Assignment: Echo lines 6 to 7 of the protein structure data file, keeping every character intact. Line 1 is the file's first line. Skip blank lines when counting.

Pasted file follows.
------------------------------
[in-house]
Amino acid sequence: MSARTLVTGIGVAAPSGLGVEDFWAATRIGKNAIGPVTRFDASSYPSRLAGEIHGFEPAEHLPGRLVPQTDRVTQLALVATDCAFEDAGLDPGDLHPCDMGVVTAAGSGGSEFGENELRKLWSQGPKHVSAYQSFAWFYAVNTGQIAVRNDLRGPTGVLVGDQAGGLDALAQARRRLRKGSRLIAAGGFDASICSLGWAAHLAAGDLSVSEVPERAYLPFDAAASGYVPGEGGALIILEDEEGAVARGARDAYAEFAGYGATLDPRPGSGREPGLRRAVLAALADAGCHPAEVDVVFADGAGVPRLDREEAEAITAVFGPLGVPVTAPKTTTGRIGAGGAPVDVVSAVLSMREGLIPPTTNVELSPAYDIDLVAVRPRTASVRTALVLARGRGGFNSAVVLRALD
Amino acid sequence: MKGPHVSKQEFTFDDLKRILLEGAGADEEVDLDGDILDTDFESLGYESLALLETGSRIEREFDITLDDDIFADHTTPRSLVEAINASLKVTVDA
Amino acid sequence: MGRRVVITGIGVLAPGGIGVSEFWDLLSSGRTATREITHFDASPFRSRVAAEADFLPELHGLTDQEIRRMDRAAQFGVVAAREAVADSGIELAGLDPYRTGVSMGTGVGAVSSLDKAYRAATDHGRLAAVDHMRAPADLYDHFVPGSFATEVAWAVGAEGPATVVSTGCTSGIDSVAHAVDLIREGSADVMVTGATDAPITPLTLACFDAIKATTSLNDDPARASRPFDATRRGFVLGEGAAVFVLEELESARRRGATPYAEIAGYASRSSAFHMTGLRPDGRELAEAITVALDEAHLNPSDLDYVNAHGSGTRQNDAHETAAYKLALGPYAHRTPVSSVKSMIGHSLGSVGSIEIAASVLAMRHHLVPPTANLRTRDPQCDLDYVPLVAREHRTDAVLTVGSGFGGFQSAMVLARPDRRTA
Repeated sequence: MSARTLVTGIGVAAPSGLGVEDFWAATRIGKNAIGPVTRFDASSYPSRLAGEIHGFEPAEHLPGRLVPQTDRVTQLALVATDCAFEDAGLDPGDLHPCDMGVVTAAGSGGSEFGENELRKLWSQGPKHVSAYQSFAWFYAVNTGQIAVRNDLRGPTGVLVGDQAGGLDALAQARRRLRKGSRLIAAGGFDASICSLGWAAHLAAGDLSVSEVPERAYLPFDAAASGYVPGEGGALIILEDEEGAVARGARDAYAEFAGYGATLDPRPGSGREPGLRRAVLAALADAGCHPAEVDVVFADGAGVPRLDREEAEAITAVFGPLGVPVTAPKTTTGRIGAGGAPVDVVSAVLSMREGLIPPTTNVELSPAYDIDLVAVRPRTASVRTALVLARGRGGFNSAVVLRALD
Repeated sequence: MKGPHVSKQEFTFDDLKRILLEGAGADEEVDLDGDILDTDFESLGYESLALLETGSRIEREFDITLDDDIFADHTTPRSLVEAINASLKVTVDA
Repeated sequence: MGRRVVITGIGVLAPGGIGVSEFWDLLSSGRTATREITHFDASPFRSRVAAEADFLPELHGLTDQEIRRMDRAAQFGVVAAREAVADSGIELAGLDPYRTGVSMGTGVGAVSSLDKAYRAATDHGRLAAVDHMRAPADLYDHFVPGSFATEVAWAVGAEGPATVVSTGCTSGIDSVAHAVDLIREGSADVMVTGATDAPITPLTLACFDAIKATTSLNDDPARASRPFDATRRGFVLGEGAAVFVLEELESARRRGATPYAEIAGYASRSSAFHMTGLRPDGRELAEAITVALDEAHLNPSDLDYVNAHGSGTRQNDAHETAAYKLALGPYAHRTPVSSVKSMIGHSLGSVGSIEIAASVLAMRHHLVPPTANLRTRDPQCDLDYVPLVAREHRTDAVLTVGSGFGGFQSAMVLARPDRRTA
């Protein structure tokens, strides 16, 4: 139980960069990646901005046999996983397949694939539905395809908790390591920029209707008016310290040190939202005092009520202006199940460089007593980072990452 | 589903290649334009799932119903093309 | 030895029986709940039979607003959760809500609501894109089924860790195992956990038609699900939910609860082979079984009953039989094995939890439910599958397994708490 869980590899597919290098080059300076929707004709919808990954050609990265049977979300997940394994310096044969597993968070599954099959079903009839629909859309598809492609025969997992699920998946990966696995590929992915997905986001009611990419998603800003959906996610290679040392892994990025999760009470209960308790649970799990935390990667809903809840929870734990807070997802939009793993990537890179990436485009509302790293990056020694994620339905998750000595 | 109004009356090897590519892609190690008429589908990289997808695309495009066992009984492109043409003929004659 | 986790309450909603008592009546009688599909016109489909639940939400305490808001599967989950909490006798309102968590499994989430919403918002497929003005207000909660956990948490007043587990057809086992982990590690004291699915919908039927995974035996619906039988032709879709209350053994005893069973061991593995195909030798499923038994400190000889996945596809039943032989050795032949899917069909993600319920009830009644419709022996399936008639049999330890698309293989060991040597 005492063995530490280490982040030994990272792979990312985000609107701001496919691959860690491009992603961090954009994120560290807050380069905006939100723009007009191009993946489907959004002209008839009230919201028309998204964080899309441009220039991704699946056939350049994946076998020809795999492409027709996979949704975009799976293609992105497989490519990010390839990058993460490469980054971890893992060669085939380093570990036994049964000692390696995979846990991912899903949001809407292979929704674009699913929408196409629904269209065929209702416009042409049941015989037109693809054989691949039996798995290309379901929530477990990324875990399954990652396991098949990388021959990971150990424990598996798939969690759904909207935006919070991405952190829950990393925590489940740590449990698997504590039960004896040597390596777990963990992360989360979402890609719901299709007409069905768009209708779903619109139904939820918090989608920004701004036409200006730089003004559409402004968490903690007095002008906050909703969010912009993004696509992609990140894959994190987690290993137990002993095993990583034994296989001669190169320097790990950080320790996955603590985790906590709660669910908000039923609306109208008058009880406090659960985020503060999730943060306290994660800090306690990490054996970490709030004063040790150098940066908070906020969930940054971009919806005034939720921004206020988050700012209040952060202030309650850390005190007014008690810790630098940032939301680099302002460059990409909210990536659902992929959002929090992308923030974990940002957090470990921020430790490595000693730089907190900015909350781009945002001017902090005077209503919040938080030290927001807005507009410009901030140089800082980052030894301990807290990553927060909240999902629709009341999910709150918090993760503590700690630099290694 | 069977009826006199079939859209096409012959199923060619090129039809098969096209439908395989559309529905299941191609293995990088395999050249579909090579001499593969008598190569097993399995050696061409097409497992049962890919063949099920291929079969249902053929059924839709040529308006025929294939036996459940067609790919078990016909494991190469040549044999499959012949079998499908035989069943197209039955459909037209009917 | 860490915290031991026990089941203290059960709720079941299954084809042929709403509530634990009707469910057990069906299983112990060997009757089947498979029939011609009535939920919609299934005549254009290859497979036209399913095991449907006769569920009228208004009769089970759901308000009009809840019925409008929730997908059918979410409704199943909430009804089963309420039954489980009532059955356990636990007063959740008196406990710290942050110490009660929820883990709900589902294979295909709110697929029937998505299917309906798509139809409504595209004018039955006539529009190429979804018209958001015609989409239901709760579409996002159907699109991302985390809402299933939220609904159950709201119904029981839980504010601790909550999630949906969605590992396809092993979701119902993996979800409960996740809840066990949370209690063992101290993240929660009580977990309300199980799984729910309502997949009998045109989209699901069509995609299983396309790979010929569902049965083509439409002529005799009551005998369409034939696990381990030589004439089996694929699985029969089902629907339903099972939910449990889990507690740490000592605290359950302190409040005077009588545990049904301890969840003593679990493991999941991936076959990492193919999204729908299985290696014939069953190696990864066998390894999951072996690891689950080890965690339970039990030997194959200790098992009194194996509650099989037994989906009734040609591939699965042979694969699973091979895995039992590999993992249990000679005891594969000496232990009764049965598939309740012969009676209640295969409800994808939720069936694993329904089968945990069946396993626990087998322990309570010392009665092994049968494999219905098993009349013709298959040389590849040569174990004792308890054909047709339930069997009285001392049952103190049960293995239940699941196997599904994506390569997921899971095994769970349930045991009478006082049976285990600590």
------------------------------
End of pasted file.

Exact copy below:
Repeated sequence: MKGPHVSKQEFTFDDLKRILLEGAGADEEVDLDGDILDTDFESLGYESLALLETGSRIEREFDITLDDDIFADHTTPRSLVEAINASLKVTVDA
Repeated sequence: MGRRVVITGIGVLAPGGIGVSEFWDLLSSGRTATREITHFDASPFRSRVAAEADFLPELHGLTDQEIRRMDRAAQFGVVAAREAVADSGIELAGLDPYRTGVSMGTGVGAVSSLDKAYRAATDHGRLAAVDHMRAPADLYDHFVPGSFATEVAWAVGAEGPATVVSTGCTSGIDSVAHAVDLIREGSADVMVTGATDAPITPLTLACFDAIKATTSLNDDPARASRPFDATRRGFVLGEGAAVFVLEELESARRRGATPYAEIAGYASRSSAFHMTGLRPDGRELAEAITVALDEAHLNPSDLDYVNAHGSGTRQNDAHETAAYKLALGPYAHRTPVSSVKSMIGHSLGSVGSIEIAASVLAMRHHLVPPTANLRTRDPQCDLDYVPLVAREHRTDAVLTVGSGFGGFQSAMVLARPDRRTA